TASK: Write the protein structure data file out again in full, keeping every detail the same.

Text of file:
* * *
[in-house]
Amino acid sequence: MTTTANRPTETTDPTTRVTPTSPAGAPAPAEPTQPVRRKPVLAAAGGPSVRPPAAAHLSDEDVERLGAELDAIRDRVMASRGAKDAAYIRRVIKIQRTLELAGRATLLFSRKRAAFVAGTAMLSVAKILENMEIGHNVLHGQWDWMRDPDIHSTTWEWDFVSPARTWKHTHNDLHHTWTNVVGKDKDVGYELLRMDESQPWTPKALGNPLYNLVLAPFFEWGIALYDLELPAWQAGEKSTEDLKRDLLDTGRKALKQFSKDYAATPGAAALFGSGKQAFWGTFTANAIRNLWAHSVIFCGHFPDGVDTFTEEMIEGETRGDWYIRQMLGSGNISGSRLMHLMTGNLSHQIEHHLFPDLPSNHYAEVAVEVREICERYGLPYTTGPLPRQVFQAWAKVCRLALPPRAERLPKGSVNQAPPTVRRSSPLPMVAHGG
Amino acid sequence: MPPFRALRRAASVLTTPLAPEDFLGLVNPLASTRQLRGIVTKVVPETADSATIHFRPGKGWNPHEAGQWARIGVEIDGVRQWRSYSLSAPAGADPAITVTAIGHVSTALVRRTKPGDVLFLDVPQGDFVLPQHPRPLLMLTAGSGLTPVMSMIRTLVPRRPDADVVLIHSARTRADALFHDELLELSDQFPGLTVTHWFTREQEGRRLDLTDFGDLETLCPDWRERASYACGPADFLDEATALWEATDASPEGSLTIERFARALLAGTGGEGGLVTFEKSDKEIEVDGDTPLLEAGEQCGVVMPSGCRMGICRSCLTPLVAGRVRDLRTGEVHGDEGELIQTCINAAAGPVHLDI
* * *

[in-house]
Amino acid sequence: MTTTANRPTETTDPTTRVTPTSPAGAPAPAEPTQPVRRKPVLAAAGGPSVRPPAAAHLSDEDVERLGAELDAIRDRVMASRGAKDAAYIRRVIKIQRTLELAGRATLLFSRKRAAFVAGTAMLSVAKILENMEIGHNVLHGQWDWMRDPDIHSTTWEWDFVSPARTWKHTHNDLHHTWTNVVGKDKDVGYELLRMDESQPWTPKALGNPLYNLVLAPFFEWGIALYDLELPAWQAGEKSTEDLKRDLLDTGRKALKQFSKDYAATPGAAALFGSGKQAFWGTFTANAIRNLWAHSVIFCGHFPDGVDTFTEEMIEGETRGDWYIRQMLGSGNISGSRLMHLMTGNLSHQIEHHLFPDLPSNHYAEVAVEVREICERYGLPYTTGPLPRQVFQAWAKVCRLALPPRAERLPKGSVNQAPPTVRRSSPLPMVAHGG
Amino acid sequence: MPPFRALRRAASVLTTPLAPEDFLGLVNPLASTRQLRGIVTKVVPETADSATIHFRPGKGWNPHEAGQWARIGVEIDGVRQWRSYSLSAPAGADPAITVTAIGHVSTALVRRTKPGDVLFLDVPQGDFVLPQHPRPLLMLTAGSGLTPVMSMIRTLVPRRPDADVVLIHSARTRADALFHDELLELSDQFPGLTVTHWFTREQEGRRLDLTDFGDLETLCPDWRERASYACGPADFLDEATALWEATDASPEGSLTIERFARALLAGTGGEGGLVTFEKSDKEIEVDGDTPLLEAGEQCGVVMPSGCRMGICRSCLTPLVAGRVRDLRTGEVHGDEGELIQTCINAAAGPVHLDI